Franklin D. Roosevelt

Statement on Signing the Reciprocal Trade Agreements Bill.

April 12, 1940

The action of the Congress in continuing the operation of the trade agreements program is expressive of the determination on the part of our people to retain unimpaired, for the next three years, this powerful instrument for promoting our national economic well-being and for strengthening the foundations of stable peace.

I was very glad that, in the course of extended hearings and exhaustive debate, the Congress subjected to a most thorough examination the objectives and the underlying principles of the program, the results of its operation over nearly six years, and the procedures used to achieve these results. The facts brought out by that searching scrutiny should leave no room for doubt in the mind of any fair-minded person that the trade agreements program has brought demonstrable benefits to our nation as a whole and to every interest directly concerned, and has not inflicted injury on any group of producers.

What was particularly striking was that, in the absence of any proof of actual injury, much of the opposition seemed to be based on unwarranted fears as to what might happen in the future. There is nothing more destructive of public welfare than the conjuring up of groundless fears for the sole purpose of discrediting a constructive policy which is invulnerable to attack on any legitimate basis.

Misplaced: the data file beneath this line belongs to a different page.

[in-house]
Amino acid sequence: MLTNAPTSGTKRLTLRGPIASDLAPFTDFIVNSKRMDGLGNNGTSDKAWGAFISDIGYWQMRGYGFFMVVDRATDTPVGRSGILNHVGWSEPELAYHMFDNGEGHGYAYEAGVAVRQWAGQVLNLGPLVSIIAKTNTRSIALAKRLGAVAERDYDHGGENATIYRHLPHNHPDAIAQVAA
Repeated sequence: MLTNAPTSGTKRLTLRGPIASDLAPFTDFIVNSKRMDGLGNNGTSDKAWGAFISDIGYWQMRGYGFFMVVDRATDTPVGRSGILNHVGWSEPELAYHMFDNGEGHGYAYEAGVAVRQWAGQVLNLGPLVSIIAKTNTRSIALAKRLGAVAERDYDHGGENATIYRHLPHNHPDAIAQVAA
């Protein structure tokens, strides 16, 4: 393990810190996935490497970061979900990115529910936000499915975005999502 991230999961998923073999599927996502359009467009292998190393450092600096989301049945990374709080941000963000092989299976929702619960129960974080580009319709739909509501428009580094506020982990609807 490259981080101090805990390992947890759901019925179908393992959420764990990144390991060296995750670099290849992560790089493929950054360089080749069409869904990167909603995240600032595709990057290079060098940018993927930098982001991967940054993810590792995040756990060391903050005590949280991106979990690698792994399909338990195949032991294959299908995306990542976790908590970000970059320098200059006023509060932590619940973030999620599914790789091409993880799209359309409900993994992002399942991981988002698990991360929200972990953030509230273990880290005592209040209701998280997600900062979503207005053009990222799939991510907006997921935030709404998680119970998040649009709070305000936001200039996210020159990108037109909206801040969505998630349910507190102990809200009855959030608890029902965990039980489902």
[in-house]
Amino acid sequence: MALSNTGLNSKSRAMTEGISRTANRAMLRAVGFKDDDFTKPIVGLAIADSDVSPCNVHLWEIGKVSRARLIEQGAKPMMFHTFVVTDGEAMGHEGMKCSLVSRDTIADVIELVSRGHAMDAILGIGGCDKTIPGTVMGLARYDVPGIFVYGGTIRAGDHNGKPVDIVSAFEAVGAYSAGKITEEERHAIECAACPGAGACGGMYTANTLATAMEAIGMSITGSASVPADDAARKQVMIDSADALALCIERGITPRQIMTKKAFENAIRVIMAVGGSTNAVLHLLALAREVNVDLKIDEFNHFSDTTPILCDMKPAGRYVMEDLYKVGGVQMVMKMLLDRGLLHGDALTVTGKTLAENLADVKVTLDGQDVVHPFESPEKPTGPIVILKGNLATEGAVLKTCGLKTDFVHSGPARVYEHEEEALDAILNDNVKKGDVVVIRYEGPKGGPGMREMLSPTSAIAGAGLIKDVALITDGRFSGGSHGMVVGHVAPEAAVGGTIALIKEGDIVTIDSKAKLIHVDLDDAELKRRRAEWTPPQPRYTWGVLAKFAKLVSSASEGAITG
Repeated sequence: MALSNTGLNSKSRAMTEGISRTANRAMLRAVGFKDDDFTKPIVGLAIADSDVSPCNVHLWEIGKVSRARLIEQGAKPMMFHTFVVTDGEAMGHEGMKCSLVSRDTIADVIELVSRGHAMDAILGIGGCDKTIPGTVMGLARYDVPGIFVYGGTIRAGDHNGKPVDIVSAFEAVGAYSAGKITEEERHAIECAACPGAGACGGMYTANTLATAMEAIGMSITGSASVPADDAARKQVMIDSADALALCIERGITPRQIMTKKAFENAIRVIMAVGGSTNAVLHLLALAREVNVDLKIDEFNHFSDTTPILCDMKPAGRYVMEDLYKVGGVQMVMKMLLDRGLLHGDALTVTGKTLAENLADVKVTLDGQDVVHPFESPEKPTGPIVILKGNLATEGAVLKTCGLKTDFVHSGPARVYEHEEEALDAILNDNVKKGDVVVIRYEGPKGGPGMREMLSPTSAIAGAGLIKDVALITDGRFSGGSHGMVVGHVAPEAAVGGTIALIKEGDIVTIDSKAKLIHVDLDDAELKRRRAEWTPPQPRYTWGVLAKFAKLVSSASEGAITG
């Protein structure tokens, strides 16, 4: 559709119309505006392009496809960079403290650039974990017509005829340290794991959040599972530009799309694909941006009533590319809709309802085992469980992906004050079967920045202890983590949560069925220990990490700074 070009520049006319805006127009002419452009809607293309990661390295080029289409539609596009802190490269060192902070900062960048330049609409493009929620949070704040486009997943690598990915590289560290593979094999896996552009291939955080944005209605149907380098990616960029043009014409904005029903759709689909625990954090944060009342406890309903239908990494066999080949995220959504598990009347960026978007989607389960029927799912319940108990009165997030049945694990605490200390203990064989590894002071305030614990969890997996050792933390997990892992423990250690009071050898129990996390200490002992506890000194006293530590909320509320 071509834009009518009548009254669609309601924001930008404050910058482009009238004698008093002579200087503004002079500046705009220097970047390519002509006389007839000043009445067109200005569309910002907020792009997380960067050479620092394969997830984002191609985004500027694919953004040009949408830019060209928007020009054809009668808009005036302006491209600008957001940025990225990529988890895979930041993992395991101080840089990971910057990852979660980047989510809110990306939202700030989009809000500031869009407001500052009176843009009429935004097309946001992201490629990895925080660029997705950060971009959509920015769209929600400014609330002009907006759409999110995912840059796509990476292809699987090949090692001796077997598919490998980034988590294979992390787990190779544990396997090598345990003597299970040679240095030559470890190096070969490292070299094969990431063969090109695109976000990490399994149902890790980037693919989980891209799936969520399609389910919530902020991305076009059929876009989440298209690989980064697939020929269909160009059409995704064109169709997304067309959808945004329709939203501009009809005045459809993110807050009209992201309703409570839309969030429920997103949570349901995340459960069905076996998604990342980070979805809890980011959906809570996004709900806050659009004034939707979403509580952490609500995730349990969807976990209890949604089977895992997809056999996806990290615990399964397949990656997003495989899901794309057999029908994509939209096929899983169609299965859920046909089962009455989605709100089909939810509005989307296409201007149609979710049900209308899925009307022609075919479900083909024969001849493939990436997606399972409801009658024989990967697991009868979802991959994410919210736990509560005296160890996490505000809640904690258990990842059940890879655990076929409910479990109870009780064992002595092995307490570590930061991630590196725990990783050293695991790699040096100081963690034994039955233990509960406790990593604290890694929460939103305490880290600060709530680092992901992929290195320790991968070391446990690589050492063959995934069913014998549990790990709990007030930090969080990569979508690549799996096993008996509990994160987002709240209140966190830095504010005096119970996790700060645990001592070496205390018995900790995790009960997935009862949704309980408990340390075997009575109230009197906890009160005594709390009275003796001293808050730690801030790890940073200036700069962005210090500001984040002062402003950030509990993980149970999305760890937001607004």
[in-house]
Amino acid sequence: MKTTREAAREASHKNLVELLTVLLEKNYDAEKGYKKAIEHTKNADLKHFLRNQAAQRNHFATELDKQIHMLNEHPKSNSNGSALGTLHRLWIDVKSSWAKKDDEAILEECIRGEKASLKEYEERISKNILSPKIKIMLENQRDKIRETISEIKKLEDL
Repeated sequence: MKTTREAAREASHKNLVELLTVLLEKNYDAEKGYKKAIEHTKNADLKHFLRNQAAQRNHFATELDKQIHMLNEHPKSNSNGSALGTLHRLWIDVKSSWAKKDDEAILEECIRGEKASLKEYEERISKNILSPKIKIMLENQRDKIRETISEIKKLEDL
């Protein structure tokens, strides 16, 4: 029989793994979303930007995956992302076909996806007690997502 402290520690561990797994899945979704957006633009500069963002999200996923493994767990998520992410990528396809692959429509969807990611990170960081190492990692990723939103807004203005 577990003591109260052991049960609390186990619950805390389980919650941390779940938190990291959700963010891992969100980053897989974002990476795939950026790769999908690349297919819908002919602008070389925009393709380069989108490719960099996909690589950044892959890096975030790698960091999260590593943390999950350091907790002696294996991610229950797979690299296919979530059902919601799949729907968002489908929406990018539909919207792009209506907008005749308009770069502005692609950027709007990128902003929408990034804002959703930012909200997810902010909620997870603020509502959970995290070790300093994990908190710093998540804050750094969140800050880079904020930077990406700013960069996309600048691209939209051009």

The record of the trade agreements program is in large measure the result of the procedure which has been employed. It cannot be too strongly emphasized that the formulation and negotiation of the agreements, down to the smallest details, involves the cooperative effort of the Secretaries of State, Agriculture, Commerce and the Treasury and of responsible officials of their respective Departments, as well as of the United States Tariff Commission and, as occasion warrants, of other appropriate agencies of the Government. Each of these agencies contributes its specialized knowledge and judgment to the work. For example, all questions relating to agriculture are passed upon by the Department of Agriculture. Hearings before the Committee for Reciprocity Information afford an opportunity for all interested parties to present their views, which are given the most careful consideration.

Under this procedure, all recommendations made to me with regard to trade agreements represent the collective judgment of all agencies of the Government concerned with any phase of the matter, based upon most painstaking study of all pertinent information. I have never known an example of more effective collaboration among the various divisions of the Government and between the Government and the general public for the good of the entire nation.

Needless to say, this procedure which has worked so well in the past should be continued in the future.

Franklin D. Roosevelt, Statement on Signing the Reciprocal Trade Agreements Bill. Online by Gerhard Peters and John T. Woolley, The American Presidency Project

Simple Search of Our Archives